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3 Ways To Monitor Aging Parents Who Insist On Living Alone

Even though it can get a bit trying at times to be the one monitoring aging parents who insist on living alone, it’s not something you resent doing. They were always a loving presence in your life, and you can do nothing but try to give back some of the care they gave to you over the years. However, there are times when you suspect they may be experiencing the early symptoms of dementia and are totally worried because they insist on living alone. 

They “don’t want to be a burden on you and your family.” You have offered repeatedly to bring them into the fold as you’ve got a perfectly good bedroom that is rarely, if ever, used. You don’t get enough overnight company to call it a guest room and at this late stage of the game, you’d rather your elderly parent get some use out of it. At least you’d be able to watch over them a bit. So, how can you keep a watchful eye on them if you are truly concerned? Here are some ideas.

1. Install Remote Security Cams

This is one way you can sort of keep an eye on your elderly parents without being too overly intrusive. Perhaps install a security cam in the living room and kitchen so you can check in on them from time to time during the day. Explain to them that you are worried about them living alone and if you have to tell a little white lie, it’s for their own safety. Explain that you are concerned with all the home invasions in your city of late and they shouldn’t really mind. After all, you aren’t placing them in a room where they deserve a greater deal of privacy like the bathroom or bedroom. This way you can see if they are watching television or wandering around randomly as if they are lost – and they just might be!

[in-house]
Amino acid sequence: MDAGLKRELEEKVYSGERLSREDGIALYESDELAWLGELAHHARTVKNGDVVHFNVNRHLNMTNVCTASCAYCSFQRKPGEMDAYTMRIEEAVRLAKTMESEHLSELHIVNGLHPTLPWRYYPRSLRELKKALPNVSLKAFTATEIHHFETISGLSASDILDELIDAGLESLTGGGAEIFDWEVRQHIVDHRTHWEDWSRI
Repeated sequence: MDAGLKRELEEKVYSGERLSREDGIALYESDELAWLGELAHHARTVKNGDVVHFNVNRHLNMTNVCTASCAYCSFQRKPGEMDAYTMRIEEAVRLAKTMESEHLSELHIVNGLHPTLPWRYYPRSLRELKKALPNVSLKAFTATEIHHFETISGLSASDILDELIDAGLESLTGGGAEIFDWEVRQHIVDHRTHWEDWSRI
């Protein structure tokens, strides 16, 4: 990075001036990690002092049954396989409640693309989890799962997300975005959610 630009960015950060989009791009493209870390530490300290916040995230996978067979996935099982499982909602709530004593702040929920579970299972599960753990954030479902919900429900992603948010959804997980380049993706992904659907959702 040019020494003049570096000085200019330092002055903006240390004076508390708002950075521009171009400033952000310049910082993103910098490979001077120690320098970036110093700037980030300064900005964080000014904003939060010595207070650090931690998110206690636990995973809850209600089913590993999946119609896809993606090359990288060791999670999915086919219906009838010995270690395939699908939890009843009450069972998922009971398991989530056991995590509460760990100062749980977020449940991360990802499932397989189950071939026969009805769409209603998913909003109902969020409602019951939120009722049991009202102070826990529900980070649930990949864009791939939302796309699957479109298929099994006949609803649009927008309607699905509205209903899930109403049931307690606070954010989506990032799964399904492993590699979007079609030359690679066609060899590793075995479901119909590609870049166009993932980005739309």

2. If You See Progressive Signs of Dementia

If you see progressive signs of dementia such as putting one shoe on then walking away without slipping the other shoe on the other foot (believe it or not this does happen!) or taking their medicine in the kitchen and then you see them trying to take it an hour later as you next check in on them. At this point, you can read about what Belmont Village suggests what to do if parent has dementia. They discuss how families deal with parents exhibiting symptoms of dementia. At this point it is probably unsafe to leave them unattended, so you will probably need help getting them into residential care.

3. Ask a Neighbor to Check in For You

Until you can make a final determination on what to do, you will want someone to check in on them if you aren’t available to monitor them. You have tried hiring an in-home caregiver, but they refused that as well. Sadly, they don’t know about those moments when they suffer potentially dangerous memory loss, so it just might take the aid of professionals at a local residential senior home with memory care to help you get them moved in. They have the skills many of us don’t have and as such, are better able to talk to your parents about how much they will enjoy living beside other seniors their age with similar interests.

If all else fails, you may need to have to speak with their doctor and an attorney to get them situated in a safer environment. It may feel bad to do so, but it is for their safety after all, and that’s what you have to hold onto. Do what you must to ensure their safety. That’s the loving thing to do.

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